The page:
Kardashian, and undoubtedly, her legal team, tried to distance herself from the project. When the inevitable lawsuits came, the model fought to avoid them, and it seemed at one point that she may actually get away with it—however, the U.S. Securities and Exchange Commission (SEC) would not be deterred.

Just a month ago, the regulatory agency announced charges against Kardashian for illegally touting the EMAX token without disclosing that it had been a sponsored promotion to the tune of $250,000. The influencer agreed to pay $1.26 million in fines, and has pledged not to promote any crypto project for three years.

While going after celebrities may seem a pointless game to some, and while that would be true in some cases, the SEC set out to send a clear message–misleading celebrity promotion has no place in crypto, nor in any other market for that matter.

In the meantime, EthereumMax Co-Founders Steve Gentile and Giovanni Perone, along with many others involved, are facing multiple lawsuits, but have yet to be charged.


5. The Squid Game Token Rug Pull


The Squid Game token rug pull is one to remember. Although the project seemed to be a clear scam from the get-go, it didn’t stop investors from piling (and eventually losing) millions of dollars into it, drunk as they were on the recent hype of the show.


Inspired by, but not affiliated with at-the-time recently released Netflix hit show Squid Game, $SQUID invited users to compete in minigames similar to those in the original series, where winners could walk away with juicy rewards—at least, that’s what the project’s whitepaper claimed.

In order to be eligible to play, potential players had to first pay a registration fee in SQUID. People were so interested in the project that, within just a few days after the launch, the token soared by more than 23,000,000%, reaching a high of just over $2,860, pumping the entry fee up to nearly $500,000.

And of course, that’s when the shenanigans started. As SQUID broke all-time high after all-time high, entrants started reporting being unable to redeem their proceeds or sell their tokens. The final blow came days later, when the developers of the project left the following message in their Telegram group:

“Squid Game Dev does not want to continue running the project as we are depressed from the scammers and is overwhelmed with stress. We have to remove all the restrictions and the transaction rules of Squid Game. Squid Game will enter a new stage of community autonomy.

Sorry again for any inconvenience been made for you. If any strange starts coming out of it, ignore it. Thanks!”

The value of the SQUID token then plummeted to almost $0 as the scammers unloaded millions of tokens all at once.

In total, an approximate $3 million was stolen, as Tornado Cash, an Ethereum-based crypto mixer that has recently faced sanctions from the U.S. government, was used to cover their footsteps. Though Binance, the world’s largest crypto exchange, vowed to try and make the developers of the token pay up, they proved unable to trace them.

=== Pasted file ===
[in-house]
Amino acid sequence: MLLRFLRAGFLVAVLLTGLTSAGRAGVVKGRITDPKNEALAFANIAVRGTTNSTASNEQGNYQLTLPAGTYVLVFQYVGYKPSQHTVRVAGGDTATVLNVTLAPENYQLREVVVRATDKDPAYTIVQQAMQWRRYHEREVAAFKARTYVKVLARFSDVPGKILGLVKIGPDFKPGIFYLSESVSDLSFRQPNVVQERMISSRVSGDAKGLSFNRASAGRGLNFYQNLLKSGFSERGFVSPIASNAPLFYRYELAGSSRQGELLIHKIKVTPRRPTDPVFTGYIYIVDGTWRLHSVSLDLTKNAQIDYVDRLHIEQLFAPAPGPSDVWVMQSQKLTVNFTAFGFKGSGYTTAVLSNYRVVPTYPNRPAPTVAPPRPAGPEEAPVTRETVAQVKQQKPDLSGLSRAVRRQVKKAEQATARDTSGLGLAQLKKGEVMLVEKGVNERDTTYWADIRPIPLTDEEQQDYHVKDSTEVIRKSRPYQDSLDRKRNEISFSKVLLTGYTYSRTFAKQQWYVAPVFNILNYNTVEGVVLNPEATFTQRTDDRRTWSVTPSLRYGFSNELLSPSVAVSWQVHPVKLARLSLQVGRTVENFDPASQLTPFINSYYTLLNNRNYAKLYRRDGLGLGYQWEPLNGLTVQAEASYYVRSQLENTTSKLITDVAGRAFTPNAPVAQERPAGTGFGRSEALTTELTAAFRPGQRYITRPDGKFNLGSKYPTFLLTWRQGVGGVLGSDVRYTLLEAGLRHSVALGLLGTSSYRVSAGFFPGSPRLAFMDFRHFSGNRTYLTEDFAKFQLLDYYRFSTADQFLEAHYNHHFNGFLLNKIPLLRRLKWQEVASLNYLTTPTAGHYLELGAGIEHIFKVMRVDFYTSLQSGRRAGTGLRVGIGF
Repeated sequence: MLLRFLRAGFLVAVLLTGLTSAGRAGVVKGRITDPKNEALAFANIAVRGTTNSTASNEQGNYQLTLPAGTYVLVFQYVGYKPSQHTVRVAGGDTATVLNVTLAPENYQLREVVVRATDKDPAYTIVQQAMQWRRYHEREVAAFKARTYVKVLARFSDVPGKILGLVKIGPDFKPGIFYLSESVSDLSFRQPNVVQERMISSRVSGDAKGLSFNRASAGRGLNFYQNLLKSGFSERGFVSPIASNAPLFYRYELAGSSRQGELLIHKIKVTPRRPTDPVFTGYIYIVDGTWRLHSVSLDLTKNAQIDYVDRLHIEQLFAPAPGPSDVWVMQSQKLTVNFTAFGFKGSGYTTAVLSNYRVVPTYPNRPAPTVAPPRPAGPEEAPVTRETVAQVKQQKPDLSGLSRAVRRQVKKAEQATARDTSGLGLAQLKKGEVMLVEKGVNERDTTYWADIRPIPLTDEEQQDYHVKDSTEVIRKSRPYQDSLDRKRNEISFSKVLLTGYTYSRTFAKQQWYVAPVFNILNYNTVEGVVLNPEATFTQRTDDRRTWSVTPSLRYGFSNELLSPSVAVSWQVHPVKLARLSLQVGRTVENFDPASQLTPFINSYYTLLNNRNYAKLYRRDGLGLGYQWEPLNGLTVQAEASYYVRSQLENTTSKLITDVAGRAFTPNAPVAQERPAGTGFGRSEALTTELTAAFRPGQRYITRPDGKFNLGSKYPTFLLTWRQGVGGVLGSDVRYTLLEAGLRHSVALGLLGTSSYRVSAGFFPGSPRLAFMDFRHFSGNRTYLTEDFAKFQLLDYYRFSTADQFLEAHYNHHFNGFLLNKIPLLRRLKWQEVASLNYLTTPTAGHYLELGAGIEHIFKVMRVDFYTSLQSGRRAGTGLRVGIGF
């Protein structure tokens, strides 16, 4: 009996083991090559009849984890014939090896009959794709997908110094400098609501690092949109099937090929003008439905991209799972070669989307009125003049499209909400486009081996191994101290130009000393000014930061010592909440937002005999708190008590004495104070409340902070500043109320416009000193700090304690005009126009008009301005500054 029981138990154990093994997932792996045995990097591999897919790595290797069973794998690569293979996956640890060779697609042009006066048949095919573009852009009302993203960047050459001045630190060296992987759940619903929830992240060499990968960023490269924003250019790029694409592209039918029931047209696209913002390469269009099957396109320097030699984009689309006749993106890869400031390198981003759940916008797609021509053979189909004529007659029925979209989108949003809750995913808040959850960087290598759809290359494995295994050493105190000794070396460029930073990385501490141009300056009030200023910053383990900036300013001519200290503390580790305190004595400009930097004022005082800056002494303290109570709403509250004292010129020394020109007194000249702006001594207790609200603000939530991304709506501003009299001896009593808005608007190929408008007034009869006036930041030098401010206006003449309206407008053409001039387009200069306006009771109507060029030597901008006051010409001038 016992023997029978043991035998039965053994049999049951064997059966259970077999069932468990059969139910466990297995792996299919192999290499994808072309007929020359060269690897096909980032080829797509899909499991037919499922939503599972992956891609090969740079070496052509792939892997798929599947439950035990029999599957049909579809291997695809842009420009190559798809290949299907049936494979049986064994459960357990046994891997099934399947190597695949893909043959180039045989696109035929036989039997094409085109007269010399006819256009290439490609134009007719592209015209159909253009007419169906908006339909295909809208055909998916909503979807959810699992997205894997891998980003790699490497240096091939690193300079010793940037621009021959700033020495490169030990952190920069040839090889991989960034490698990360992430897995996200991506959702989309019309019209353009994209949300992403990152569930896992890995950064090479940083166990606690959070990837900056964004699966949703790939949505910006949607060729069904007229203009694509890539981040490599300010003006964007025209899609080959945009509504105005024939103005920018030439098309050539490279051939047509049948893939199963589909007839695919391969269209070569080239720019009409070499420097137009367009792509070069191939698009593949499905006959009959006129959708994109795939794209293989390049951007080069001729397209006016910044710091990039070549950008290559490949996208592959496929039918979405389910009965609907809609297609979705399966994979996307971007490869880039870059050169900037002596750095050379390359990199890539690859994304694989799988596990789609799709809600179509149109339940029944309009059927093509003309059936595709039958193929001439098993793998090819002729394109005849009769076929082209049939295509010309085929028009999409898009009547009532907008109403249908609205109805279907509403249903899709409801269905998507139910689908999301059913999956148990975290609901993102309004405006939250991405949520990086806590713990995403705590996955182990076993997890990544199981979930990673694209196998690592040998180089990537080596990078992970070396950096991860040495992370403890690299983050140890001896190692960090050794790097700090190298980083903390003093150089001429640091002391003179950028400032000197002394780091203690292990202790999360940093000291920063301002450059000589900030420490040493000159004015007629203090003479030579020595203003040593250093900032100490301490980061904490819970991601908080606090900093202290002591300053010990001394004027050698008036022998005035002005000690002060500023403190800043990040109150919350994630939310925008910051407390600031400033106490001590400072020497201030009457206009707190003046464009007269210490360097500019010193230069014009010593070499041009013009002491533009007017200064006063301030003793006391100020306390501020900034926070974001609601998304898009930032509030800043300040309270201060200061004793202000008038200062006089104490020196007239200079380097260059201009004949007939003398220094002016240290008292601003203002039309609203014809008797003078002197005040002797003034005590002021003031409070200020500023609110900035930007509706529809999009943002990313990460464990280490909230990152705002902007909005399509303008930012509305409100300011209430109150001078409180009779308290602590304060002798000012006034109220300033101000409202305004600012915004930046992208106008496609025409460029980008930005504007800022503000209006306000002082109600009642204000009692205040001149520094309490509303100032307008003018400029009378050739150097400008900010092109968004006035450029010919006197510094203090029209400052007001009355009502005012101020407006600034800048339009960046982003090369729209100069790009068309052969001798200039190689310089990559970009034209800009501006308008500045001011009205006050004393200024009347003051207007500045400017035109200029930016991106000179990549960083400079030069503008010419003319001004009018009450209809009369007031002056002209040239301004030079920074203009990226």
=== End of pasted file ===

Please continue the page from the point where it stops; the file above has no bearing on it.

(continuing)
The moment scammers complete a rug pull is certainly a thing to behold.


Source : by Rue Abernai - October 30, 2022 logo


240 rue Evariste Galois,

06410 Biot,

Sophia Antipolis

Automata Pay

65-66 Warwick House 4th

Floor, Queen Street, London

England, EC4R 1EB

Automata Pay Europe Ltd

3rd Floor Ormond Building,

31-36 Ormond Quay Upper,

Dublin 7, D07 Ee37

Automata ICO Ltd

Italian Branch

Via Archimede, 161,

00197 Roma


The purchase of digital assets is subject to a high market risk and price volatility. Changes in value can be significant and occur rapidly and without warning. Past performance is not a reliable indicator of future performance. The value of an investment and returns can fluctuate both up and down, and you may not recover the amount you invested. RISK WARNING

Automata ICO Limited has a branch in Italy with its registered office at Via Archimede, 161, Roma, Italy, and registered in Italy under number 96550860587 with the Organismo Agenti e Mediatori (OAM) as a Virtual Asset Service Provider (VASP).

Automata France SAS is a company registered in France with the company number 902 498 617. Automata FRANCE SAS is registered with the french Financial Market Authority, l’Autorité des marchés financiers (“AMF”), as a provider of Virtual Asset Service Provider under number E2023-087.

Automata Pay Europe Limited is a partner of Modulr Finance B.V., a company registered in the Netherlands with company number 81852401, which is authorised and regulated by the Dutch Central Bank (DNB) as an Electronic Money Institution (Firm Reference Number: R182870) for the issuance of electronic money and payment services. Your account and related payment services are provided by Modulr Finance B.V. Your funds will be held in one or more segregated accounts and safeguarded in line with the Financial Supervision Act.